Drake, Bieber and the pop riots

A riot broke out at New York’s South Street Seaport during a free concert Tuesday. And what nefarious musician inspired such a disastrous public event? The newest shock rocker to hit the scene? Some “evil” death metal band? An anarchist cult yelling at the crowds to fight the government conspiracy?


It was Drake, hip-hop and pop’s newest “it” musician. The gig was held the same day that Drake’s new album, Thank Me Later, hit every music store imaginable. A number of outlets have detailed the poor-planning and execution that took place at the show, and The Village Voice‘s Zach Baron was able to detail why the crowd got so rowdy in the first place:

Sources later told the Voice that the riot apparently started when a couple started simulating sex in the middle of the crowd. Though the crowd was into it, a plainclothes cop moved to intervene. A civilian then attempted to stop the plainclothes cop from getting involved, at which point a uniformed cop spotted the civilian accosting the plainclothes cop, and grabbed him. At which point the crowd went nuts. Ultimately, the riot became so severe that Police Commissioner Ray Kelly was called to the scene.

All this happened before openers Ninjasonik were able to get into the groove of their set, and before second-tier headliners Hanson and main-man Drake made an appearance. Though the guys in Ninjasonik have skills and the brothers who wrote “MMMBop” could get their fair share of screams back in the day, I’m pretty sure Drake was what brought the crowd, and that Drake’s lack of an appearance caused some concert-goers to toss steel chairs onto a portion of the crowd from a balcony. (Sorry Hanson.)

Don’t believe it? Check out this video:

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It’s hard to believe a hip-hopper known for bearing his soul a little too much could inspire such a response. Then again, this came not long after fans in Australia went nuts during a free show featuring the squeaky-clean Justin Bieber.

It used to be parents would fear kids going to shows with bands preaching “anti-social” behavior: That was where the riot was. Remember the deaths at Altamont? Remember when Black Flag shows were so violent the band was banned from L.A.? Remember when Hell on Earth used the promise of an onstage suicide as an advertisement for one of their concerts?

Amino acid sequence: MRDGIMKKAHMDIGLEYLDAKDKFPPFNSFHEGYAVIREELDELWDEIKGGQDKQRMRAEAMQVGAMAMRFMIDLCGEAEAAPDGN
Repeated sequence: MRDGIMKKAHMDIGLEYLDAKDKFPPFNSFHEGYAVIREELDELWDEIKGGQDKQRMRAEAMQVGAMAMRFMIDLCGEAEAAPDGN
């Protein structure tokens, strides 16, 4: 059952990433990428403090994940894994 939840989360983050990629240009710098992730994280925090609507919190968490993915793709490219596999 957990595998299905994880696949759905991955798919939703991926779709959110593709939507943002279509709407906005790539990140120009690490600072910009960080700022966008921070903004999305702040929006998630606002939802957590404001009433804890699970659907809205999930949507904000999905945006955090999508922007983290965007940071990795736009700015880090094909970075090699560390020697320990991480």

Where’s the concert violence occurring now? At pop shows featuring tepid pop stars.

So what’s happened? Have the values of musicians changed? Hardly.

Read a little bit about the Drake and Bieber concerts and find a similar thread: A show where people weren’t expecting the outpouring of fandom. The only “values” that have changed are those that occur within the crowd at the specific concerts: Even then, the values aren’t terribly different from what anyone who has taken a psychology class can figure out.

It’s the mob mentality. If something a massive crowd of people expects to happen falls through, people will react in unkind ways. Individual thought can take a backseat when a rush of communal emotion takes place. In some cases, it must certainly be thrilling. In others, steel chairs take flight.

Sure, the lesson is obvious: Don’t follow the crowd. But then again, doesn’t that very notion negate the ascendancy of pop artists? Aren’t pop musicians simply supported by masses of people, and often metaphorically dismembered by the masses when their popularity ebbs?

Perhaps this presents a new case in favor of the splintering and Balkanization occurring in pop music. With so many micro-scenes, nobody has to get hurt. And isn’t Drake’s heartbreak-inspired music all about getting past the hurt? Who knows, maybe the riots could inspire a great new Drake tune… well, maybe not “great.”

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